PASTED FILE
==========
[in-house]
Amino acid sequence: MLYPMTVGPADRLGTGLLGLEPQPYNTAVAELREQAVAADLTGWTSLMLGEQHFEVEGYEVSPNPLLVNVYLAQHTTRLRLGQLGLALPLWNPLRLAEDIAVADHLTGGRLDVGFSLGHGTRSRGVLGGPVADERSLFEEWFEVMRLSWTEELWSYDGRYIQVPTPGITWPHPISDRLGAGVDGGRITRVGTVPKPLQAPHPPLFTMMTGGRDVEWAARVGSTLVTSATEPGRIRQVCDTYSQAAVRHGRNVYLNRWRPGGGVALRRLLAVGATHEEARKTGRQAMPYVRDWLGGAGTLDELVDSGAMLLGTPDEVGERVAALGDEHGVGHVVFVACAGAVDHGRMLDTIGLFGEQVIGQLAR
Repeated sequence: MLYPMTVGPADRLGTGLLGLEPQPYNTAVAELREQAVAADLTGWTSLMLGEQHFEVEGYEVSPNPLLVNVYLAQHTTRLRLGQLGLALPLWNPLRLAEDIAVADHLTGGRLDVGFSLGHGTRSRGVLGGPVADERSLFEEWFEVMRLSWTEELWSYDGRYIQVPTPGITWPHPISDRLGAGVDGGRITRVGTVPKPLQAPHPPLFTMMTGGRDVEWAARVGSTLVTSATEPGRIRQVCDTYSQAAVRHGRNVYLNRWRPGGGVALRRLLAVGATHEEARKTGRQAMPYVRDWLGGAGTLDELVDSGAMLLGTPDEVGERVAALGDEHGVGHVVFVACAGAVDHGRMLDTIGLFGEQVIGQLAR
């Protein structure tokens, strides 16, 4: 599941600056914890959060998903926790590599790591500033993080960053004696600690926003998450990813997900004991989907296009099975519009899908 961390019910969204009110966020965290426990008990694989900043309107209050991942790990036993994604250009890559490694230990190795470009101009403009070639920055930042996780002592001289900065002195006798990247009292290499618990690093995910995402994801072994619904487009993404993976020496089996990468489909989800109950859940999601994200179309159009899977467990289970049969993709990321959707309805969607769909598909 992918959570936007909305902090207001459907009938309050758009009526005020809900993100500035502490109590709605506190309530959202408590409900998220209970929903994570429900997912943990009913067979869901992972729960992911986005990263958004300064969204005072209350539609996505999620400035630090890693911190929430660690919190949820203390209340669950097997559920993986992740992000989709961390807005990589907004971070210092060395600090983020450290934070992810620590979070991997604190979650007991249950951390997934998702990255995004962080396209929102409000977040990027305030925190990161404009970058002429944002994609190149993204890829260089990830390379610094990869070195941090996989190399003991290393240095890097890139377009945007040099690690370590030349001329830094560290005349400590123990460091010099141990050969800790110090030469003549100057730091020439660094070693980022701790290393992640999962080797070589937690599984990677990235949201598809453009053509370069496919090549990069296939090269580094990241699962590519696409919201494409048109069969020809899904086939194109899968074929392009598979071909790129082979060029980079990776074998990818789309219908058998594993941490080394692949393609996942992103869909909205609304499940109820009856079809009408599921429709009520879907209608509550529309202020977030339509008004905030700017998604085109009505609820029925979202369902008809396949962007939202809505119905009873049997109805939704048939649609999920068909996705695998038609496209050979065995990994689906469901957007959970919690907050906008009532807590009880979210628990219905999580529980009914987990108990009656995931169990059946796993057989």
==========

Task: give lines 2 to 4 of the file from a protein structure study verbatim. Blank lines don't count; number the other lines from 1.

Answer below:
Amino acid sequence: MLYPMTVGPADRLGTGLLGLEPQPYNTAVAELREQAVAADLTGWTSLMLGEQHFEVEGYEVSPNPLLVNVYLAQHTTRLRLGQLGLALPLWNPLRLAEDIAVADHLTGGRLDVGFSLGHGTRSRGVLGGPVADERSLFEEWFEVMRLSWTEELWSYDGRYIQVPTPGITWPHPISDRLGAGVDGGRITRVGTVPKPLQAPHPPLFTMMTGGRDVEWAARVGSTLVTSATEPGRIRQVCDTYSQAAVRHGRNVYLNRWRPGGGVALRRLLAVGATHEEARKTGRQAMPYVRDWLGGAGTLDELVDSGAMLLGTPDEVGERVAALGDEHGVGHVVFVACAGAVDHGRMLDTIGLFGEQVIGQLAR
Repeated sequence: MLYPMTVGPADRLGTGLLGLEPQPYNTAVAELREQAVAADLTGWTSLMLGEQHFEVEGYEVSPNPLLVNVYLAQHTTRLRLGQLGLALPLWNPLRLAEDIAVADHLTGGRLDVGFSLGHGTRSRGVLGGPVADERSLFEEWFEVMRLSWTEELWSYDGRYIQVPTPGITWPHPISDRLGAGVDGGRITRVGTVPKPLQAPHPPLFTMMTGGRDVEWAARVGSTLVTSATEPGRIRQVCDTYSQAAVRHGRNVYLNRWRPGGGVALRRLLAVGATHEEARKTGRQAMPYVRDWLGGAGTLDELVDSGAMLLGTPDEVGERVAALGDEHGVGHVVFVACAGAVDHGRMLDTIGLFGEQVIGQLAR
């Protein structure tokens, strides 16, 4: 599941600056914890959060998903926790590599790591500033993080960053004696600690926003998450990813997900004991989907296009099975519009899908 961390019910969204009110966020965290426990008990694989900043309107209050991942790990036993994604250009890559490694230990190795470009101009403009070639920055930042996780002592001289900065002195006798990247009292290499618990690093995910995402994801072994619904487009993404993976020496089996990468489909989800109950859940999601994200179309159009899977467990289970049969993709990321959707309805969607769909598909 992918959570936007909305902090207001459907009938309050758009009526005020809900993100500035502490109590709605506190309530959202408590409900998220209970929903994570429900997912943990009913067979869901992972729960992911986005990263958004300064969204005072209350539609996505999620400035630090890693911190929430660690919190949820203390209340669950097997559920993986992740992000989709961390807005990589907004971070210092060395600090983020450290934070992810620590979070991997604190979650007991249950951390997934998702990255995004962080396209929102409000977040990027305030925190990161404009970058002429944002994609190149993204890829260089990830390379610094990869070195941090996989190399003991290393240095890097890139377009945007040099690690370590030349001329830094560290005349400590123990460091010099141990050969800790110090030469003549100057730091020439660094070693980022701790290393992640999962080797070589937690599984990677990235949201598809453009053509370069496919090549990069296939090269580094990241699962590519696409919201494409048109069969020809899904086939194109899968074929392009598979071909790129082979060029980079990776074998990818789309219908058998594993941490080394692949393609996942992103869909909205609304499940109820009856079809009408599921429709009520879907209608509550529309202020977030339509008004905030700017998604085109009505609820029925979202369902008809396949962007939202809505119905009873049997109805939704048939649609999920068909996705695998038609496209050979065995990994689906469901957007959970919690907050906008009532807590009880979210628990219905999580529980009914987990108990009656995931169990059946796993057989």